By Chris Gandy
One of our major Touchstones is “Effect”. In other words, what is the effect or impact of our programs? Are they positively changing behaviour, assisting our clients to a better place, reversing global warming etc.?
While it is really encouraging to come across more and more organisations genuinely talking about this Touchstone, the conversation inevitably reverts to “How do we measure it?”
Interestingly, we recently came across a post by Matthew Forti, the Performance Measurement Capability Area manager at The Bridgespan Group, on what he believes have been the major improvements in the measurement of social impact over the past decade as well as areas that need further improvement.
In Matt’s view the areas where there have been positive shifts are:
1. From overhead to outcomes. For years the assumption was that if we are spending less on overheads then more must be spent on programs. I’ll throw another one in here from an Australian perspective – the greater the organisations turnover, the greater the impact. These assumptions are fading fast with funding bodies and most major rating agencies now measuring organisations on the quality of their outcomes.
2. From ideology to evidence. More and more organisations are letting the evidence decide the elements of their programs and not slavishly following a dated organisational mantra. Matt cites organisations tackling global poverty and the education sector as examples of this.
3. From isolated to shared measurement. Partnership and collaboration across organisations and sectors to meet common goals is gathering pace aided by great advances in technology and in social media.
4. From straightforward to complex interventions. “Innovation in measurement used to focus mainly on direct-service interventions with fairly linear logic models (for example, how to rigorously measure outcomes of a summer literacy program for children). But lately there has been an explosion of innovative approaches for measuring what’s happening in more dynamic environments, such as advocacy work, systems change, or neighborhood revitalization” says Matt.
Now for the areas where we are still lagging and further improvement is required:
1. Greater focus on long-term outcomes. Many cause-based organisations still get by with measuring only what’s easiest to measure: short-term outcomes such as school attendance or job placement rates. But, as Matt argues…if nonprofits want to change lives, they should also care about whether their programs are helping people achieve more meaningful goals, such as completing college or making sustained economic gains. If more nonprofits asked the question of whether the people they serve actually end up in a better situation over the long haul, there would perhaps be a greater focus on holistic interventions or collaborations that create solid pathways to those more meaningful outcomes.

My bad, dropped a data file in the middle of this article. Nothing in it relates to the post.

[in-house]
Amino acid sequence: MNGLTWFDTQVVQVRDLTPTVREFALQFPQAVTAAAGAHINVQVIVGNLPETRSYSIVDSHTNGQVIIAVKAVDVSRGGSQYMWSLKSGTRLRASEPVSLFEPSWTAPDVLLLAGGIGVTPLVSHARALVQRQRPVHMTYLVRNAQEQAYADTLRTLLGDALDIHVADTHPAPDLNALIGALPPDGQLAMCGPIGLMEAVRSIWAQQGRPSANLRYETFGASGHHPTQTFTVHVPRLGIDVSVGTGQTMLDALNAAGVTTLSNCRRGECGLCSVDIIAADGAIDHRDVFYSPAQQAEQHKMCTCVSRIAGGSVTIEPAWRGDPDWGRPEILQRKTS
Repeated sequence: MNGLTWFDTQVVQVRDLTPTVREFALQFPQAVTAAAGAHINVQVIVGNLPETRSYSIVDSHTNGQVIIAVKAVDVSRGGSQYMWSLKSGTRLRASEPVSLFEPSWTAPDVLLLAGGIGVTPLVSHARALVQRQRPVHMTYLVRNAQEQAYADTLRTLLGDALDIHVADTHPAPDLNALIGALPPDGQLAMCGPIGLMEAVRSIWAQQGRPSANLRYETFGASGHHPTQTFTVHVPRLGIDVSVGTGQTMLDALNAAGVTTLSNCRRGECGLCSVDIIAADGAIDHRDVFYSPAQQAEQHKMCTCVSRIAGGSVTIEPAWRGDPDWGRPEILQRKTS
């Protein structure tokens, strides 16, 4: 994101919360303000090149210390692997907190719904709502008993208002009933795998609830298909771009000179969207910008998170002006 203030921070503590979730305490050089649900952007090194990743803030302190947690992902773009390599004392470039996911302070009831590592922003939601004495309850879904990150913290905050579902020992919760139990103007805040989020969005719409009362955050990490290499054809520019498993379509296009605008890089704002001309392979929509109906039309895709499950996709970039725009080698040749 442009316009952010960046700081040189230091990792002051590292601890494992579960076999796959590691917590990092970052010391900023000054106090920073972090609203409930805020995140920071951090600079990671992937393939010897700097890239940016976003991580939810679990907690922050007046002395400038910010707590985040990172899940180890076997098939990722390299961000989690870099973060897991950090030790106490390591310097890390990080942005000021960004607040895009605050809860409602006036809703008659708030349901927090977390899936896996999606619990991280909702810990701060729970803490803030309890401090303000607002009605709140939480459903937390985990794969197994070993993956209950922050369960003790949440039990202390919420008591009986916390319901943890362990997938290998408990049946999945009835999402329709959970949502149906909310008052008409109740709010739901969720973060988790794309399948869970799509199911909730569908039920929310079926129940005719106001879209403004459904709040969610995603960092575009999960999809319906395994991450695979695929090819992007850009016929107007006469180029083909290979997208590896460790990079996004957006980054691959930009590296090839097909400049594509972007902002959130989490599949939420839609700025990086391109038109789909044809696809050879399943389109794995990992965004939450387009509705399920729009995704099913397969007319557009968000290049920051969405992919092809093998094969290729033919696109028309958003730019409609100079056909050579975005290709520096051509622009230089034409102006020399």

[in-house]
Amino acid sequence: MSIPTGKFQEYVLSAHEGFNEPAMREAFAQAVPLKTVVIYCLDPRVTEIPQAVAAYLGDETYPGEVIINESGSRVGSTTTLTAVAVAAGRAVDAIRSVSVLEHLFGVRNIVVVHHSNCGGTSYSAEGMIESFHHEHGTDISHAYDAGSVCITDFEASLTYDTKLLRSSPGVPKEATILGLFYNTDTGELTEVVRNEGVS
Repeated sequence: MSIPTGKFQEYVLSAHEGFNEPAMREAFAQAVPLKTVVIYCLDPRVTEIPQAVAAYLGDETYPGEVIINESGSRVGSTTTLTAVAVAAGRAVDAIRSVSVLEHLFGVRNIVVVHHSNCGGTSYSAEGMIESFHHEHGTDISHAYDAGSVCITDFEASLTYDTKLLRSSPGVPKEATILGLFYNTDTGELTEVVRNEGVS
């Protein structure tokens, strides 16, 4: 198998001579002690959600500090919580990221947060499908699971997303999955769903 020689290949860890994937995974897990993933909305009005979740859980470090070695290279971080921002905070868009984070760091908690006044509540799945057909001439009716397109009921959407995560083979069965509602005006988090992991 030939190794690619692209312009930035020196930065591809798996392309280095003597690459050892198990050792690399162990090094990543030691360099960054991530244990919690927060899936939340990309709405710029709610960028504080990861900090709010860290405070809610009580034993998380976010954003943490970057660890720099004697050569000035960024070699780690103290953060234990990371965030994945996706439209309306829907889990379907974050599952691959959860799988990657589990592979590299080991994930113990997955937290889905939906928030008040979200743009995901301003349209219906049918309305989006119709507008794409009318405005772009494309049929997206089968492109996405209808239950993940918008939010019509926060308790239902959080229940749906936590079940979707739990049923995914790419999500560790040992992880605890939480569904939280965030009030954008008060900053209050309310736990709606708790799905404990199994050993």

2. Greater recognition of organisational and contextual factors that drive strong performance. “Great – this intervention is working well in inner Melbourne, so let’s roll it out across the country!” If you have worked in a multi-site organisation you may have experienced this. How often, however, has the success been fully replicated? Not too many, right? This is because most evaluation studies devote little, if any, attention to underlying organisational factors (such as “site culture and leader characteristics) and contextual factors (such demographics and the presence of high-capacity partners) that play critical roles in success.
3. A bigger role for an organisation’s stakeholders in performance measurement. Matt contends that …“Nonprofits have a hard enough time implementing a measurement system that works for senior leaders and program staff; they rarely tackle the question of how measurement can work for the individuals, families, and communities they seek to benefit. But nonprofits often do a real disservice to these constituents—and their own success—when they fail to involve their constituents in reflecting on results, setting goals, and deciding how best to achieve those goals”.
4. We annually have external financial audits so why not annual external performance audits? External financial auditors are embedded in our annual business routines. As a sector we may be equally well served by having independent social impact analysts to help clarify for funders and cause-base organisations the extent to which program data is correct and useful.
What other gains or gaps in social sector measurement would you add to Matthew’s list?
About the author – Chris Gandy is a Director of Cause and Effective , providers of Coaching, Consulting, Facilitation and Executive Transition services to cause-based organisations.